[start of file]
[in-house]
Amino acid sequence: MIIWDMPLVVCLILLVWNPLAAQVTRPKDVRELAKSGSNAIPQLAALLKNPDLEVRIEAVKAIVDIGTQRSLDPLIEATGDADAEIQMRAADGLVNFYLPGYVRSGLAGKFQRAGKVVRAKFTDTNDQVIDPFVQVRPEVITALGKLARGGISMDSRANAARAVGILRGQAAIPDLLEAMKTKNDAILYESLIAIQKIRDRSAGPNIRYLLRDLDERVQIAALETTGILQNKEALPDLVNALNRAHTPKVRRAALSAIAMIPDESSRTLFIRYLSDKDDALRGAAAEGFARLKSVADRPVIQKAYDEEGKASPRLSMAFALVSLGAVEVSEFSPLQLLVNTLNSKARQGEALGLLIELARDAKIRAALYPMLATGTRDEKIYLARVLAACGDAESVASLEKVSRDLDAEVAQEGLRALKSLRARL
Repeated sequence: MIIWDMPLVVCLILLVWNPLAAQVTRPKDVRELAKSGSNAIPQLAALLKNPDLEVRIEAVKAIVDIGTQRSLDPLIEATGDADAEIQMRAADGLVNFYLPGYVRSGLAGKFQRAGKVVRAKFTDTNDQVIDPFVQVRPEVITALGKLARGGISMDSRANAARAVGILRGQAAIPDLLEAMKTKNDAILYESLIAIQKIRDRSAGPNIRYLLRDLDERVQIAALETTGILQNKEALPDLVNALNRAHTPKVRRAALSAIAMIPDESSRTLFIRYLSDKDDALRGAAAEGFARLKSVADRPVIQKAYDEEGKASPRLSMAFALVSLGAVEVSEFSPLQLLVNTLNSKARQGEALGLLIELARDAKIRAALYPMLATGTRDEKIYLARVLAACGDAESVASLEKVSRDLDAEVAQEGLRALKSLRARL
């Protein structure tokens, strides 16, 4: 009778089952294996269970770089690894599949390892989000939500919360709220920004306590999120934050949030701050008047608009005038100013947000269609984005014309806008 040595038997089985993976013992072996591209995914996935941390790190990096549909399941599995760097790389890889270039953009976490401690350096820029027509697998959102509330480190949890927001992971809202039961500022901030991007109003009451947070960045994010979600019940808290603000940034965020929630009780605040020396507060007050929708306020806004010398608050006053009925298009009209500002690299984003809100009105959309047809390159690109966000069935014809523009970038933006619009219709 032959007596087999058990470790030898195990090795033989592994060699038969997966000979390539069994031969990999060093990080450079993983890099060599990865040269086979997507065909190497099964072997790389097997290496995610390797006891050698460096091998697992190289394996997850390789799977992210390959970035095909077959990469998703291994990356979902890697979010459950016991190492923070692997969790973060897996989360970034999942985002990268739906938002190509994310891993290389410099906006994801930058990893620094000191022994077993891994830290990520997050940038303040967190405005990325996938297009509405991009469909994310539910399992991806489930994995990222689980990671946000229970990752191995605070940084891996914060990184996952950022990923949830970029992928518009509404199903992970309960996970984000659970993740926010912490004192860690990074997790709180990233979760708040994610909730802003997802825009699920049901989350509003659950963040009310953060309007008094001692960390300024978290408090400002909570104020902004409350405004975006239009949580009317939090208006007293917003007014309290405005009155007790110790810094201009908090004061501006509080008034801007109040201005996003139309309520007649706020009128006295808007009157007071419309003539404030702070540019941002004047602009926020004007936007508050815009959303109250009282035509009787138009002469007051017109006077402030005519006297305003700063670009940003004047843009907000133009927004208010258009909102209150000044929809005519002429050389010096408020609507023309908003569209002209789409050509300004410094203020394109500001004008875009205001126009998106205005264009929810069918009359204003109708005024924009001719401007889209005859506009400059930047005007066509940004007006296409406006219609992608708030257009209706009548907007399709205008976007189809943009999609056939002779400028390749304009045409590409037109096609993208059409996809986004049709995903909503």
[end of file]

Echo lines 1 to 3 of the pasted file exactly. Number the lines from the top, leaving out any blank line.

[in-house]
Amino acid sequence: MIIWDMPLVVCLILLVWNPLAAQVTRPKDVRELAKSGSNAIPQLAALLKNPDLEVRIEAVKAIVDIGTQRSLDPLIEATGDADAEIQMRAADGLVNFYLPGYVRSGLAGKFQRAGKVVRAKFTDTNDQVIDPFVQVRPEVITALGKLARGGISMDSRANAARAVGILRGQAAIPDLLEAMKTKNDAILYESLIAIQKIRDRSAGPNIRYLLRDLDERVQIAALETTGILQNKEALPDLVNALNRAHTPKVRRAALSAIAMIPDESSRTLFIRYLSDKDDALRGAAAEGFARLKSVADRPVIQKAYDEEGKASPRLSMAFALVSLGAVEVSEFSPLQLLVNTLNSKARQGEALGLLIELARDAKIRAALYPMLATGTRDEKIYLARVLAACGDAESVASLEKVSRDLDAEVAQEGLRALKSLRARL
Repeated sequence: MIIWDMPLVVCLILLVWNPLAAQVTRPKDVRELAKSGSNAIPQLAALLKNPDLEVRIEAVKAIVDIGTQRSLDPLIEATGDADAEIQMRAADGLVNFYLPGYVRSGLAGKFQRAGKVVRAKFTDTNDQVIDPFVQVRPEVITALGKLARGGISMDSRANAARAVGILRGQAAIPDLLEAMKTKNDAILYESLIAIQKIRDRSAGPNIRYLLRDLDERVQIAALETTGILQNKEALPDLVNALNRAHTPKVRRAALSAIAMIPDESSRTLFIRYLSDKDDALRGAAAEGFARLKSVADRPVIQKAYDEEGKASPRLSMAFALVSLGAVEVSEFSPLQLLVNTLNSKARQGEALGLLIELARDAKIRAALYPMLATGTRDEKIYLARVLAACGDAESVASLEKVSRDLDAEVAQEGLRALKSLRARL